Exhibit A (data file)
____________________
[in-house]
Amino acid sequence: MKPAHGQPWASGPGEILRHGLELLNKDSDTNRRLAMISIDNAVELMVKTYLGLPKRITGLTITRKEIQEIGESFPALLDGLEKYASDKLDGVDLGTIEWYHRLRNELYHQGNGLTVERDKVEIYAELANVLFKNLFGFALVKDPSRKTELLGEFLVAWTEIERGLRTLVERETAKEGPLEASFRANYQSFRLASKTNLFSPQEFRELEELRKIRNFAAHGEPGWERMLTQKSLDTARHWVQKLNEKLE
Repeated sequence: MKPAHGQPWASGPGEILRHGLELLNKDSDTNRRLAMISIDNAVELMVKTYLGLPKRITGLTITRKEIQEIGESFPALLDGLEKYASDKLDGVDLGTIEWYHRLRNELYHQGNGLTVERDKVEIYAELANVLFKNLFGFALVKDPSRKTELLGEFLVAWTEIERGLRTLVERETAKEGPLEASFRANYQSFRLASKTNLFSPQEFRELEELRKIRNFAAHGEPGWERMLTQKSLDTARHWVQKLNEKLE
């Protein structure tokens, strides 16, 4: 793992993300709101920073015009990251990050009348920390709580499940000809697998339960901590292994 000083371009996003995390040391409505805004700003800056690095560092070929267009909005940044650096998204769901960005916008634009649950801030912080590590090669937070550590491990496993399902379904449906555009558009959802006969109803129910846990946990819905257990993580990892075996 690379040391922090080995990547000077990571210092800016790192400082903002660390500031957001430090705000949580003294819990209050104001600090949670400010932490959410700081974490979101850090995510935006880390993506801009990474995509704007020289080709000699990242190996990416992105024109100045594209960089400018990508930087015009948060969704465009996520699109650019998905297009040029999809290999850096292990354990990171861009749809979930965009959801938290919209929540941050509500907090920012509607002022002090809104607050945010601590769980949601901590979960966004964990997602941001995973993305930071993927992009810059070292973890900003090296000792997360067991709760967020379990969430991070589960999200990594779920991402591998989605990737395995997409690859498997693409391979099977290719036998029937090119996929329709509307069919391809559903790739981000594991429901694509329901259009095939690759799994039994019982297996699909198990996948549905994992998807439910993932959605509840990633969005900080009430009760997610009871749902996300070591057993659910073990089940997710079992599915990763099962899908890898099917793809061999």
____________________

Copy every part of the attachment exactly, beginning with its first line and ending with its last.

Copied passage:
[in-house]
Amino acid sequence: MKPAHGQPWASGPGEILRHGLELLNKDSDTNRRLAMISIDNAVELMVKTYLGLPKRITGLTITRKEIQEIGESFPALLDGLEKYASDKLDGVDLGTIEWYHRLRNELYHQGNGLTVERDKVEIYAELANVLFKNLFGFALVKDPSRKTELLGEFLVAWTEIERGLRTLVERETAKEGPLEASFRANYQSFRLASKTNLFSPQEFRELEELRKIRNFAAHGEPGWERMLTQKSLDTARHWVQKLNEKLE
Repeated sequence: MKPAHGQPWASGPGEILRHGLELLNKDSDTNRRLAMISIDNAVELMVKTYLGLPKRITGLTITRKEIQEIGESFPALLDGLEKYASDKLDGVDLGTIEWYHRLRNELYHQGNGLTVERDKVEIYAELANVLFKNLFGFALVKDPSRKTELLGEFLVAWTEIERGLRTLVERETAKEGPLEASFRANYQSFRLASKTNLFSPQEFRELEELRKIRNFAAHGEPGWERMLTQKSLDTARHWVQKLNEKLE
């Protein structure tokens, strides 16, 4: 793992993300709101920073015009990251990050009348920390709580499940000809697998339960901590292994 000083371009996003995390040391409505805004700003800056690095560092070929267009909005940044650096998204769901960005916008634009649950801030912080590590090669937070550590491990496993399902379904449906555009558009959802006969109803129910846990946990819905257990993580990892075996 690379040391922090080995990547000077990571210092800016790192400082903002660390500031957001430090705000949580003294819990209050104001600090949670400010932490959410700081974490979101850090995510935006880390993506801009990474995509704007020289080709000699990242190996990416992105024109100045594209960089400018990508930087015009948060969704465009996520699109650019998905297009040029999809290999850096292990354990990171861009749809979930965009959801938290919209929540941050509500907090920012509607002022002090809104607050945010601590769980949601901590979960966004964990997602941001995973993305930071993927992009810059070292973890900003090296000792997360067991709760967020379990969430991070589960999200990594779920991402591998989605990737395995997409690859498997693409391979099977290719036998029937090119996929329709509307069919391809559903790739981000594991429901694509329901259009095939690759799994039994019982297996699909198990996948549905994992998807439910993932959605509840990633969005900080009430009760997610009871749902996300070591057993659910073990089940997710079992599915990763099962899908890898099917793809061999």